By Tom Sheehan
Elsie heard the music coming from the garage—guitar music, the chords, the melody, and pretty decent at that. She nodded at her assessment. The summer air carried them clearly across the short walkway to the house, up onto the porch, coming home. Alec, after all the fuss, really had an ear for music he didn’t know he had. Now she’d get her piano. By God, by whatever means, she’d get her piano.
There had been discussions, or arguments, but only about fitting a piano in the living room. What corner? Why? Why not? The children should be hearing piano music every day of their young lives; that’s when it counts. She really believed what she was thinking, though work needed to be done, action started.
The chord came again; she’d know it forever.
From the doorway Elsie called out to her husband who had recently bought a used guitar, but a good one. “Alec, bring that instrument into the house. Play it in here. No need to play in the garage. You are not consigned to the garage. You’re not a leper at music. You’re not tone deaf. You sound pretty damned good … for a beginner.” From her and from the garage, loud and long laughter followed her commendation.
For the rest of the day, even during naps for the two children after they enjoyed their father as a different person, Alec strummed the guitar. Chords — “really decent chords,” as Elsie called them — carried into all corners, lifted up the stairs, and went out-bound to the porch and beyond. Ought to grab listeners with that stuff, she thought.
A neighbor’s head lifted and cocked to one side as he listened and smiled. In the know about his young neighbors, he thought, Now Elsie will get her piano. Another chord, vaguely familiar from the deep past, caught him up in quick enjoyment; an image tried to form itself but lost out. The chord remained familiar. It would come to him during the day, happening that way, like an unbreakable habit coming unannounced.
The neighbor went back to trimming the shrubs, the long hedge between their properties, between him and the young couple barely out on their long voyage. He smoothly clipped away at the hedge and began to whistle.
Elsie kept searching for a piano, knowing it would have to be a used instrument; they could not afford a new one. Her friend Jess said she’d help by looking in the want ads. An hour later, Jess called back and said, “I’ve got a phone number for you. An elderly woman in Newton wants to sell her piano. Says it’s not been played in a couple of years. I’d call today if I were you. Lean on her about the kids needing a piano in your house—besides your wanting to play it so bad your back teeth hurt.” Jess’s sincere laugh followed.
Elsie waited until the children had been fed, showered, storied, tucked into bed. Alec, coaching the golf team, had the team out under the lights at a friendly driving range, a donation from a former teammate on their high school defensive line. Back then, they’d been fast pals, jokers, whistling between plays, driving their opponents to certain distraction, an earlier form of trash talk with a beat, a tune. They loved jazz, country, light classics, but had no great talent at any of them.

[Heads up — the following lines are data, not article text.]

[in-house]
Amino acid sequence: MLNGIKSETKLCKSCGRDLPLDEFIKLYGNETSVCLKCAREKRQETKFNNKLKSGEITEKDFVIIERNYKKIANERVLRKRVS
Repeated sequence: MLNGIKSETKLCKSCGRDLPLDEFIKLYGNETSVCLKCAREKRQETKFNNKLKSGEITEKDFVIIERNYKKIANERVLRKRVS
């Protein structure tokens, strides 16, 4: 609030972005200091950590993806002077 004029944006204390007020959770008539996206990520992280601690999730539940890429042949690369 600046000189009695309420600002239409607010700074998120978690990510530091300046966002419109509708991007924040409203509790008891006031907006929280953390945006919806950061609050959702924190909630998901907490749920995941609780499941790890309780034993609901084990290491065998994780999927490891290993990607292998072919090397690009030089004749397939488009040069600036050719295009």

Elsie knew Alec would be home late. When silence settled its invisible mantle about the house, she dialed the Newton number. The “hello” brought with it an image of age.
“I’m calling about the advertisement about a piano for sale. My name is Elsie Brookings, and my children are really anxious for me to get a piano, and I can only afford a used one, and I’m wondering if yours is still available. If it is, we could be in Newton in the morning at whatever time you say is best.”
“Oh, my dear girl,” the elderly voice said. “It’s a splendid idea to have a piano around for the children. I had one in every house I ever lived in. Of course, this one is still available. Not many people have called.”
“That’s fortunate for me,” Elsie said, “but not for you. What kind of a piano is it? How much are you asking for it?”
The woman introduced herself as Edith Jodrey and explained that selling the piano was part of what she called ground cleaning. “I have to do it at my age. I’m alone and have no relatives anywhere near here. I sold my home when my husband died, oh, a dozen or more years ago.” She paused. “Now I live in an apartment. I know I won’t be here forever. It’s lovely to think some children would use this piano: learn to play it, love it just the way I did. A piano always gave me such pleasure. I really think my husband married me because I played the piano … I was a good at it, I might add.”
When Mrs. Jodrey paused, Elise thought it might have been to catch her breath. But the woman continued: “I have to admit I am getting a bit excited by this idea. It’s almost exactly like I dreamed it or thought about it on many occasions. The piano is a Strause upright. It has a lovely tone, a lovely finish. Did I say I asked for $1,800 for it? It’s $1,500 for you—a nice round number. Did you say how old the children are?”
Elsie could almost see her, a bit befuddled at the phone, a tear in her eye, a happy thought that she could place the piano into a family with children, “We have a girl of 7 and a boy of 5, Pamela and Richard. They have an interest in music. I can tell already, and that’s exciting for me.”